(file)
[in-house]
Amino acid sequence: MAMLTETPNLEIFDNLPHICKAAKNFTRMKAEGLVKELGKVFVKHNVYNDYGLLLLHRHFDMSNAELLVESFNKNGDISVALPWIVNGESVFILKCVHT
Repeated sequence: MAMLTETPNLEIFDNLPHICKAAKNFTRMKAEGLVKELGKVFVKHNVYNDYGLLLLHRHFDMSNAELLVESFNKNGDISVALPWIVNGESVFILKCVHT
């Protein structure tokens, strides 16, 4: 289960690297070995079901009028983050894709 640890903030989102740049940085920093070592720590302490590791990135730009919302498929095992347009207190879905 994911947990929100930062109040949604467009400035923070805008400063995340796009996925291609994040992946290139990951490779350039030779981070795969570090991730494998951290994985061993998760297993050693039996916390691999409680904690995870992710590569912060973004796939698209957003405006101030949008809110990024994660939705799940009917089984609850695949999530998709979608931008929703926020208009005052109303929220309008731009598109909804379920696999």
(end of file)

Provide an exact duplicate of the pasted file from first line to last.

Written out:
[in-house]
Amino acid sequence: MAMLTETPNLEIFDNLPHICKAAKNFTRMKAEGLVKELGKVFVKHNVYNDYGLLLLHRHFDMSNAELLVESFNKNGDISVALPWIVNGESVFILKCVHT
Repeated sequence: MAMLTETPNLEIFDNLPHICKAAKNFTRMKAEGLVKELGKVFVKHNVYNDYGLLLLHRHFDMSNAELLVESFNKNGDISVALPWIVNGESVFILKCVHT
């Protein structure tokens, strides 16, 4: 289960690297070995079901009028983050894709 640890903030989102740049940085920093070592720590302490590791990135730009919302498929095992347009207190879905 994911947990929100930062109040949604467009400035923070805008400063995340796009996925291609994040992946290139990951490779350039030779981070795969570090991730494998951290994985061993998760297993050693039996916390691999409680904690995870992710590569912060973004796939698209957003405006101030949008809110990024994660939705799940009917089984609850695949999530998709979608931008929703926020208009005052109303929220309008731009598109909804379920696999």